Less than 24 hours before President Obama's 2013 budget is delivered to Congress, White House Chief of Staff Jack Lew aimed to pre-empt the inevitable onslaught of criticism Sunday, defending the budget's $1.3 trillion in additional deficit spending and $1.5 trillion in added tax revenue.
"We have tax cuts that go to people who don't need them," Lew told me on "This Week." "We have tax cuts going to the wealthiest people in America who are going to have to pay their fair share."
Similar to his 2012 budget, the president's 2013 budget calls for a minimum tax rate of 30 percent for millionaires and ends the Bush tax cuts for high-income earners.
Lew said that for every dollar of revenue, the budget includes $2.50 in spending cuts, including cuts to Medicare, Medicaid, agriculture subsidies and federal civilian workers' pensions. Over the next decade, Lew said, the president's proposal will reduce spending so it will no longer add to the deficit and will create stability in the economy.
But despite the cuts, the president's budget would mark the fourth straight year deficit spending that exceeds $1 trillion. The deficit spending comes after Obama pledged upon taking office in 2009 that he would "cut the deficit we inherited by half by the end of my first term in office."
Lew defended that failed pledge on Sunday.
"When we took office, the economy was falling so fast that the first thing we had to do was put a bottom in," Lew said. "That cost money in the Recovery Act. It cost money in terms of lost revenue and slower economic growth. We're on track now. We've seen several months of sustained economic growth and job creation, but we're not out of the woods yet."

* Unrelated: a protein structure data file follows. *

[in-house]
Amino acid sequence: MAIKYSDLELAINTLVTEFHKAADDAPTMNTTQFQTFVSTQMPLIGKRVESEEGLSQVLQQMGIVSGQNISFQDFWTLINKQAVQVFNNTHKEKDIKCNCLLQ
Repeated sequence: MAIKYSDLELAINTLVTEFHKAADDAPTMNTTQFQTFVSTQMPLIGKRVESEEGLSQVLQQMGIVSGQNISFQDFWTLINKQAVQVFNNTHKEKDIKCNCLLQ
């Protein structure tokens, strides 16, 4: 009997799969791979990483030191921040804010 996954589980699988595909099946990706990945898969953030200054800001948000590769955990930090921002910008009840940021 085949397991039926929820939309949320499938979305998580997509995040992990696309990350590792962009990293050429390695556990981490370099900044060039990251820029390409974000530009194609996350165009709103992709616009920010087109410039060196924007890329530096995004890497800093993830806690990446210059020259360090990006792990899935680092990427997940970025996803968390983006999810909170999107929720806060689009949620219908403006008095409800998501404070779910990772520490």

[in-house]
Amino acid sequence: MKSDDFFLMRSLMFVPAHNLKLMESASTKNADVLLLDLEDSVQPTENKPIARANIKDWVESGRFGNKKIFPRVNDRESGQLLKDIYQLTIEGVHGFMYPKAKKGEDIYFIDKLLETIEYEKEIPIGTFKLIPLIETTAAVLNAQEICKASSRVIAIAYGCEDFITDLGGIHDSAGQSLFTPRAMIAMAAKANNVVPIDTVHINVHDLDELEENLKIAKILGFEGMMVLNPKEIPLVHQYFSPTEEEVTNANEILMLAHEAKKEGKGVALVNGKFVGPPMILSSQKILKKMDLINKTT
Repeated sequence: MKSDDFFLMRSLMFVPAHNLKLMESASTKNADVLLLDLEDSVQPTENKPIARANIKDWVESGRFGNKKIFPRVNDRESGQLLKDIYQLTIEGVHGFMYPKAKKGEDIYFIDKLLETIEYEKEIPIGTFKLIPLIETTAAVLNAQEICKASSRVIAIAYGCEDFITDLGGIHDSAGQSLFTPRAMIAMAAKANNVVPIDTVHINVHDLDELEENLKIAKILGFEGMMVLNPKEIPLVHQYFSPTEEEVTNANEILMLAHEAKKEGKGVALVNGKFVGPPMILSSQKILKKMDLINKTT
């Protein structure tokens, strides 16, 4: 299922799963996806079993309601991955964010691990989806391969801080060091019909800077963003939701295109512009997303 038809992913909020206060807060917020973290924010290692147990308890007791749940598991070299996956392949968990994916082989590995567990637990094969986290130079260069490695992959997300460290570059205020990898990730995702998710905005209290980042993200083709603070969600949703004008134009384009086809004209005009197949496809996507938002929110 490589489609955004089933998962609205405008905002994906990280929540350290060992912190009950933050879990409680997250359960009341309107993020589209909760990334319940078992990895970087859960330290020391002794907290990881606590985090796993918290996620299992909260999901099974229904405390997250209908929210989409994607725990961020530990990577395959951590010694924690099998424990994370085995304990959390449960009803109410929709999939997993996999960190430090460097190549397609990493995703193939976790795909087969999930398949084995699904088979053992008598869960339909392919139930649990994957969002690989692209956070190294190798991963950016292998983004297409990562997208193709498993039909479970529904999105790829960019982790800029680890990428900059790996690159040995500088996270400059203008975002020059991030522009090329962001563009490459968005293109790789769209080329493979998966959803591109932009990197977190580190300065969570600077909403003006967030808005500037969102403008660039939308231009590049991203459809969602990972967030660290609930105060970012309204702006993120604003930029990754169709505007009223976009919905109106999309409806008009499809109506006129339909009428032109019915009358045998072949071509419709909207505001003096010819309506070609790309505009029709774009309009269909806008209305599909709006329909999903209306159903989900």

Lew said the "American people should be pleased" with the recent uptick in the economy, but emphasized that the slow recovery is still in need of an "extra push," which Lew said should come in the form of a payroll tax holiday extension.
The tax cut extension is currently stalled in a conference committee as the House and Senate seek to reconcile how to pay for extension. Lew called on Congress to "finish their work" and pass the payroll tax cut "on time."
House Budget Chairman Paul Ryan, R-Wis., said he believes the tax cut will be extended but blamed Obama and Democratic Party leaders for the delay, saying they are "not engaging" in compromise conversations.
"We've taken provisions from the president's own budget as ways of paying for this payroll tax holiday, yet they continue to insist on not agreeing to those kinds of things," Ryan said in an exclusive interview on "This Week." "It's difficult to see exactly how this is going to pan out."
Ryan said the American people would recognize that the House is acting while the Senate is stalling such legislation. Thus, he said, he is not concerned that Congress' dismally low 10 percent approval rating would result in Republicans losing control of the House in the 2012 election.
"There's a very big difference between all the action to deal with our country's big problems in the House and just the total inaction by the Senate," Ryan said. "The House is acting and the Senate is sitting on their hands playing partisan politics."
Lew defended the Senate, pointing out that the upper chamber has to get 60 votes in order to pass a budget, a feat he said was a "challenge" when there is "no willingness to work together."